14 June 2023
The Minister for Home Affairs has today (Wednesday 14 June) brought to the States Assembly an
Appointed Day Act, which brings into force the Domestic Abuse (Jersey) Law 2022, which was
approved by Members on 28 April 2022, creating a new legal framework for addressing domestic
abuse in Jersey.
The three key elements of the legislation are the domestic abuse offence itself, the new powers for
the courts to impose Domestic Abuse Protection Orders (DAPOs), and to impose notification
requirements on people convicted of domestic abuse or similar offences. It will allow a court to
treat the involvement of a child as an aggravating factor in relation to sentencing.
This is intended as a mechanism for risk prevention, following the same structure as the Sex
Offenders Law, and the court may order such a person to provide police with relevant details or any
relevant changes, for a specified time.
It provides a definition of abusive behaviour which occurs when someone commits an offence
which involves physical or sexual abuse, violence, threats, harassment or neglect. Coercive or
controlling behaviour is also defined as domestic abuse.
Domestic abuse will be an offence where both parties are personally connected, they are aged 16
or over and on more than one occasion one person is abusive to another.
The law strengthens protection for survivors and creates the new offence of domestic abuse with a
penalty of up to five years imprisonment and an unlimited fine. It also includes acts committed
outside of Jersey if the offender is usually resident in Jersey.
Jersey Courts will be able to issue DAPOs if there is a risk to the same victim of further abuse and
will consider the wellbeing of any children involved.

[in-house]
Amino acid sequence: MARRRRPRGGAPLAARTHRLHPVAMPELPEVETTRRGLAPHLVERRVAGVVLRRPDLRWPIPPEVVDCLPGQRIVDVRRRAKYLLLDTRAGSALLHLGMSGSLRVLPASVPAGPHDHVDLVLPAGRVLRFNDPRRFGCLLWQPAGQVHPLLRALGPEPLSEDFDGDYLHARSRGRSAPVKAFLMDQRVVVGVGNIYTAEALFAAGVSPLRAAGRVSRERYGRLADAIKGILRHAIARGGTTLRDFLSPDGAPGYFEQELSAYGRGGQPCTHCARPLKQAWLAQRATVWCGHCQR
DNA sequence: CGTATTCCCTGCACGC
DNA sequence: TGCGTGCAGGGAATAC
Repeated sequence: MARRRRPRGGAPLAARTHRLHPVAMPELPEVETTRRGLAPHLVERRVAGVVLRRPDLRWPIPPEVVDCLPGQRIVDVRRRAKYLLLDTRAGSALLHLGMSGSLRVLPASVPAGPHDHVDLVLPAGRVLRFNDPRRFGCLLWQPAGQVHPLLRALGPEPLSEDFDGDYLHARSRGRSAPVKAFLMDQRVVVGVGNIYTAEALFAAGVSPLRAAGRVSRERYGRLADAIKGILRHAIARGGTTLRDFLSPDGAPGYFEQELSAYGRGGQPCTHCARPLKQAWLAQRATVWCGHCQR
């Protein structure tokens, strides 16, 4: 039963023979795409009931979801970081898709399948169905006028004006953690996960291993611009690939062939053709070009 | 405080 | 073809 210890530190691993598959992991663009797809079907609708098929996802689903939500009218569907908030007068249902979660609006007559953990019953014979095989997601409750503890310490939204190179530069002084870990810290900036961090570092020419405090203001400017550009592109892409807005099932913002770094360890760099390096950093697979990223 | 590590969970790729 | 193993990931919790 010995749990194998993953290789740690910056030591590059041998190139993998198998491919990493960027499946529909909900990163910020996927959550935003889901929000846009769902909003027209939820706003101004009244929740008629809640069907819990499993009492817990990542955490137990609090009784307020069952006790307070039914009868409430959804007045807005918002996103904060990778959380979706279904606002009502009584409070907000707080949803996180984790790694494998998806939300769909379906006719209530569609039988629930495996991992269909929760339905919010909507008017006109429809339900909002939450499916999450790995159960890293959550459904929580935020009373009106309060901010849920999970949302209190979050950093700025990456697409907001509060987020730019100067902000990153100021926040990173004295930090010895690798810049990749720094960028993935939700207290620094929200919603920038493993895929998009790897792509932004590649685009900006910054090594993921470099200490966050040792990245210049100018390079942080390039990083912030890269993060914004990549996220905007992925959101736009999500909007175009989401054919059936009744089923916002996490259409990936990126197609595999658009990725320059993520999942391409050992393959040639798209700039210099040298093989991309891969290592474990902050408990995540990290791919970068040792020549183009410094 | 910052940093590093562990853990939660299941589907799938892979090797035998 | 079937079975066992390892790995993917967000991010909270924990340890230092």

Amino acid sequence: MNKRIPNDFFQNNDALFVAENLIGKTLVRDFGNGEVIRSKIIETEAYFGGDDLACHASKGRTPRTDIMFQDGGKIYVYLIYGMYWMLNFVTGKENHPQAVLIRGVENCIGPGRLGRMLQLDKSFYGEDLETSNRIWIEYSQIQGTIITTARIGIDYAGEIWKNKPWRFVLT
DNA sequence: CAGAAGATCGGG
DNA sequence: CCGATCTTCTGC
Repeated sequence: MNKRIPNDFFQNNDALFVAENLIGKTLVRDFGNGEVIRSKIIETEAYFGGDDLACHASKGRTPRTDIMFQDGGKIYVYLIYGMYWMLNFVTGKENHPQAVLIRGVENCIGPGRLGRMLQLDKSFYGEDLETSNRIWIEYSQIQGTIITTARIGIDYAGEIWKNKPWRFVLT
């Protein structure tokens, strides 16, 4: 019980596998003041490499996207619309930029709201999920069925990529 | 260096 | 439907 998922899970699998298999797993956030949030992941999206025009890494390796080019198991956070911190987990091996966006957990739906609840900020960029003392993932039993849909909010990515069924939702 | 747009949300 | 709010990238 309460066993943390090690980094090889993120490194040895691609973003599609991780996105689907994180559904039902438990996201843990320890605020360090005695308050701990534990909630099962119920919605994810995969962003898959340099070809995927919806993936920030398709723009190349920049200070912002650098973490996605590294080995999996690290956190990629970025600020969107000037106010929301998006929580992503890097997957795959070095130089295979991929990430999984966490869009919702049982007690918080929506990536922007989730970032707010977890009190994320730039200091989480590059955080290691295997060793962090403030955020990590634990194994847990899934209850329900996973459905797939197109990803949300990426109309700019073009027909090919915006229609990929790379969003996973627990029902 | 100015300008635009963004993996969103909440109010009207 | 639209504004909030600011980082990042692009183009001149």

Deputy Helen Miles, Minister for Home Affairs, commented: “One of my key priorities over the last
year has been in bringing the new Domestic Abuse (Jersey) Law into force. The legislation is a
critical step forward in addressing domestic abuse in Jersey, by strengthening legal protections and
providing additional support for survivors and sends a clear message that domestic abuse will not
be tolerated. Domestic Abuse is deeply damaging, invidious behaviour, and we know that it causes
much harm in our community.
“We are also working closely with the Violence Against Women and Girls Taskforce to identify any
further resources, additional legislative reforms and required methods of protection, and I look
forward to their forthcoming report findings and recommendations.”
Sarah Elliott, Pan Island Independent Chair of the Safeguarding Partnership Board, added: “Tackling
domestic abuse continues to be a key priority for the Safeguarding Partnership Board as it blights
the lives of so many people living in Jersey. The enactment of the new Domestic Abuse Law will
support delivery of our current strategy which seeks to change attitudes, prevent harm, provide
early help to victims and survivors of domestic abuse and continue to pursue perpetrators.”
The Domestic Abuse (Jersey) Law 2022 will come into force on Wednesday 21 June 2023.